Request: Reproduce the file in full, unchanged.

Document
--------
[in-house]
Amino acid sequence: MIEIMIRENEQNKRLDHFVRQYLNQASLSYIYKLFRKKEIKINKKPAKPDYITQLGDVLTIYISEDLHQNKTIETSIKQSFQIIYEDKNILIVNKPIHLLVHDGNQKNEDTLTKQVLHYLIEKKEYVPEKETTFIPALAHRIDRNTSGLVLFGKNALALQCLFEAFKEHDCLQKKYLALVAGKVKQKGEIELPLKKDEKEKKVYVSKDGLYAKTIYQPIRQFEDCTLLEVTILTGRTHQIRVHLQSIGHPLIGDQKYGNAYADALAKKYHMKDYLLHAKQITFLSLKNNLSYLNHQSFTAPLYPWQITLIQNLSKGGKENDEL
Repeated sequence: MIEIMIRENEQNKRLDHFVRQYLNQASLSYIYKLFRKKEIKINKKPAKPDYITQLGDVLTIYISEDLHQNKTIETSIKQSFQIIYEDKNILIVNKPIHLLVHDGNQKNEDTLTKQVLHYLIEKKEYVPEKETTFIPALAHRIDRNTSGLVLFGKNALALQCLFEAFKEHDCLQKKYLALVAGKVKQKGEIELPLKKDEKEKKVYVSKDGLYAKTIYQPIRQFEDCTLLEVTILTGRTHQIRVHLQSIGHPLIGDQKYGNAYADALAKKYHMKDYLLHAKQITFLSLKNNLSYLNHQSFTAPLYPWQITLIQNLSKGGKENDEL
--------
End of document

[in-house]
Amino acid sequence: MIEIMIRENEQNKRLDHFVRQYLNQASLSYIYKLFRKKEIKINKKPAKPDYITQLGDVLTIYISEDLHQNKTIETSIKQSFQIIYEDKNILIVNKPIHLLVHDGNQKNEDTLTKQVLHYLIEKKEYVPEKETTFIPALAHRIDRNTSGLVLFGKNALALQCLFEAFKEHDCLQKKYLALVAGKVKQKGEIELPLKKDEKEKKVYVSKDGLYAKTIYQPIRQFEDCTLLEVTILTGRTHQIRVHLQSIGHPLIGDQKYGNAYADALAKKYHMKDYLLHAKQITFLSLKNNLSYLNHQSFTAPLYPWQITLIQNLSKGGKENDEL
Repeated sequence: MIEIMIRENEQNKRLDHFVRQYLNQASLSYIYKLFRKKEIKINKKPAKPDYITQLGDVLTIYISEDLHQNKTIETSIKQSFQIIYEDKNILIVNKPIHLLVHDGNQKNEDTLTKQVLHYLIEKKEYVPEKETTFIPALAHRIDRNTSGLVLFGKNALALQCLFEAFKEHDCLQKKYLALVAGKVKQKGEIELPLKKDEKEKKVYVSKDGLYAKTIYQPIRQFEDCTLLEVTILTGRTHQIRVHLQSIGHPLIGDQKYGNAYADALAKKYHMKDYLLHAKQITFLSLKNNLSYLNHQSFTAPLYPWQITLIQNLSKGGKENDEL